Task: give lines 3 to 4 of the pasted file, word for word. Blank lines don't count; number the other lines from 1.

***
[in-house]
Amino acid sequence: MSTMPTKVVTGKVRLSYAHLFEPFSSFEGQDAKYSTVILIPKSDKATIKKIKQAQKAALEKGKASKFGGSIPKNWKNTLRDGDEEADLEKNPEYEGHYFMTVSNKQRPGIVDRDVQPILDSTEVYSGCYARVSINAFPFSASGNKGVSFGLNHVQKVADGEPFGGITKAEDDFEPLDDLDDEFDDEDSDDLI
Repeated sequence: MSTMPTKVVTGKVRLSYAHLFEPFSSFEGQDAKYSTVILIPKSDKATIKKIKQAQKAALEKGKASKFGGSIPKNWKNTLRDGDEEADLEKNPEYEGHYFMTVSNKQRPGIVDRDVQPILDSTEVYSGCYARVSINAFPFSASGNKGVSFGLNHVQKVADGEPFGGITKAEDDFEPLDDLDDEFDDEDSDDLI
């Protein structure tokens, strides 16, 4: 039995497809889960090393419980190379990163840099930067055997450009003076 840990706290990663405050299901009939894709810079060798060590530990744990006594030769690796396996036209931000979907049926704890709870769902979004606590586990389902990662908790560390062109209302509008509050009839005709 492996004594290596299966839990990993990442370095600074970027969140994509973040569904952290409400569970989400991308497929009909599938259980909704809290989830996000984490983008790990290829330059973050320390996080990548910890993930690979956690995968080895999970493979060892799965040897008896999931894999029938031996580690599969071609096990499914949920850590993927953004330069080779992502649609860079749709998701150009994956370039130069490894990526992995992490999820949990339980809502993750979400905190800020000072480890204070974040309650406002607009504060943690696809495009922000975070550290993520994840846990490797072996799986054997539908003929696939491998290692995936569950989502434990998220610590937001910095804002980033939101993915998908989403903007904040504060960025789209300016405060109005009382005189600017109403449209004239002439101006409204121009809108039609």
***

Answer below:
Repeated sequence: MSTMPTKVVTGKVRLSYAHLFEPFSSFEGQDAKYSTVILIPKSDKATIKKIKQAQKAALEKGKASKFGGSIPKNWKNTLRDGDEEADLEKNPEYEGHYFMTVSNKQRPGIVDRDVQPILDSTEVYSGCYARVSINAFPFSASGNKGVSFGLNHVQKVADGEPFGGITKAEDDFEPLDDLDDEFDDEDSDDLI
């Protein structure tokens, strides 16, 4: 039995497809889960090393419980190379990163840099930067055997450009003076 840990706290990663405050299901009939894709810079060798060590530990744990006594030769690796396996036209931000979907049926704890709870769902979004606590586990389902990662908790560390062109209302509008509050009839005709 492996004594290596299966839990990993990442370095600074970027969140994509973040569904952290409400569970989400991308497929009909599938259980909704809290989830996000984490983008790990290829330059973050320390996080990548910890993930690979956690995968080895999970493979060892799965040897008896999931894999029938031996580690599969071609096990499914949920850590993927953004330069080779992502649609860079749709998701150009994956370039130069490894990526992995992490999820949990339980809502993750979400905190800020000072480890204070974040309650406002607009504060943690696809495009922000975070550290993520994840846990490797072996799986054997539908003929696939491998290692995936569950989502434990998220610590937001910095804002980033939101993915998908989403903007904040504060960025789209300016405060109005009382005189600017109403449209004239002439101006409204121009809108039609």